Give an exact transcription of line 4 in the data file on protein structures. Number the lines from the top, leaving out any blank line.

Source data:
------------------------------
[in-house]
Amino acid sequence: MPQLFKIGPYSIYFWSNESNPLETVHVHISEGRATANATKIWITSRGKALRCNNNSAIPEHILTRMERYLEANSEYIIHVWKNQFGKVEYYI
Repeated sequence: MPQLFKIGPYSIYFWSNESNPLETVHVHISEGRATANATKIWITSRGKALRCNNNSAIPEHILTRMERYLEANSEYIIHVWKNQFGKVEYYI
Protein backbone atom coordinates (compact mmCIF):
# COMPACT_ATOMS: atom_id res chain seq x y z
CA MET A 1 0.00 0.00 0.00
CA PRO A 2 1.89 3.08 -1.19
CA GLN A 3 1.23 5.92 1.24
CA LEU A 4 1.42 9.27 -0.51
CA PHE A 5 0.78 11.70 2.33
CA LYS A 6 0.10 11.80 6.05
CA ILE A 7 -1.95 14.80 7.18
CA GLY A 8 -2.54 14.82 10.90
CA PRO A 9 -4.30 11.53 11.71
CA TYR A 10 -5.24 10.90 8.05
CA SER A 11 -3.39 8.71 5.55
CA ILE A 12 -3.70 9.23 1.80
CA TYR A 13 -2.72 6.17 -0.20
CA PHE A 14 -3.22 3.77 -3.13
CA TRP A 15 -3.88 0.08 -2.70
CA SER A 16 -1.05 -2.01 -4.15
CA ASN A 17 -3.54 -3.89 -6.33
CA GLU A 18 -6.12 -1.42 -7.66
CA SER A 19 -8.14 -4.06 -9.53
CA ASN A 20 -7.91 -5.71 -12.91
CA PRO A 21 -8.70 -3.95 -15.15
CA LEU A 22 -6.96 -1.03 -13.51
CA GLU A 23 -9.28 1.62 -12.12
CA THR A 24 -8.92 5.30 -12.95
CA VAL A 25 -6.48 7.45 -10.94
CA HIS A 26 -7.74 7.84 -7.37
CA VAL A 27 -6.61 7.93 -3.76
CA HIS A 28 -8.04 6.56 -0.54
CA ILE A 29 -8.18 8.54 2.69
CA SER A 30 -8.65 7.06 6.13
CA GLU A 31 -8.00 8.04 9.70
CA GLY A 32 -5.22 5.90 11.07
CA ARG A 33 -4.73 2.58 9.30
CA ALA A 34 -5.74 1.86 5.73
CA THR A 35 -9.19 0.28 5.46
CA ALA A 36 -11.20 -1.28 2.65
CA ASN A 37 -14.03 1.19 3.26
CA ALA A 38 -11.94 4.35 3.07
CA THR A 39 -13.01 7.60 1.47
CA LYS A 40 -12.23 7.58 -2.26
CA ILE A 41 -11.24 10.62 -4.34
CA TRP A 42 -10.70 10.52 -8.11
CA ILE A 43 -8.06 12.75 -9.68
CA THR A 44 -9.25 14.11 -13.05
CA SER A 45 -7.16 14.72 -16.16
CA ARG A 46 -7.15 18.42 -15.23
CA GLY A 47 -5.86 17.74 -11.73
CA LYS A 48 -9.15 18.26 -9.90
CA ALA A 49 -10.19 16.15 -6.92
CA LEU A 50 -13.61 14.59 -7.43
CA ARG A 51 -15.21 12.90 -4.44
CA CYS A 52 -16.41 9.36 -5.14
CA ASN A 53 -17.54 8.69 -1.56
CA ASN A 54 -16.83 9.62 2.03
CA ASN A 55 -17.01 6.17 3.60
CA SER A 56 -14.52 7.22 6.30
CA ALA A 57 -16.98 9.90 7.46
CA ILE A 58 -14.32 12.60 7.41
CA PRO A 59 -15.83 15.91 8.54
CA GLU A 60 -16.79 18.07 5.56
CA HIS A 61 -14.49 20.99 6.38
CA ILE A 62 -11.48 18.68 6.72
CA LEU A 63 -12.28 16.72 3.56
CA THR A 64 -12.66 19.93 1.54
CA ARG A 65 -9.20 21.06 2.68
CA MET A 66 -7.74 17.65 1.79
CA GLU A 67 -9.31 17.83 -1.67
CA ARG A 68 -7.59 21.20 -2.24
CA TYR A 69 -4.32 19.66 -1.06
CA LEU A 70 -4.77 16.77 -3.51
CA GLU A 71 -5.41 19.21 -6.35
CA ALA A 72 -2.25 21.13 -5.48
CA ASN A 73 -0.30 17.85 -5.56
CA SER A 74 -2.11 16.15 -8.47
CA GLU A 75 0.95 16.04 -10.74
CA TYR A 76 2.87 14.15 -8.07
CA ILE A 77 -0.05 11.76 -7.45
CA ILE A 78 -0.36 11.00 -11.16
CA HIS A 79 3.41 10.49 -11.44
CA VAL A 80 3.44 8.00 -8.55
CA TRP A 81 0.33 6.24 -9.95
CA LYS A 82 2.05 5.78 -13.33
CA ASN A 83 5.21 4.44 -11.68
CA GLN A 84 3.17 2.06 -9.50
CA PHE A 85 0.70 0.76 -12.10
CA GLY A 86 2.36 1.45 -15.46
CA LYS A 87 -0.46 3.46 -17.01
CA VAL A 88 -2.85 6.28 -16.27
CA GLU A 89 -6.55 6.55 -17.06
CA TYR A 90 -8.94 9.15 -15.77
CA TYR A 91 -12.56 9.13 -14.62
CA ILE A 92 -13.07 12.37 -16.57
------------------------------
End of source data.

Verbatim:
Protein backbone atom coordinates (compact mmCIF):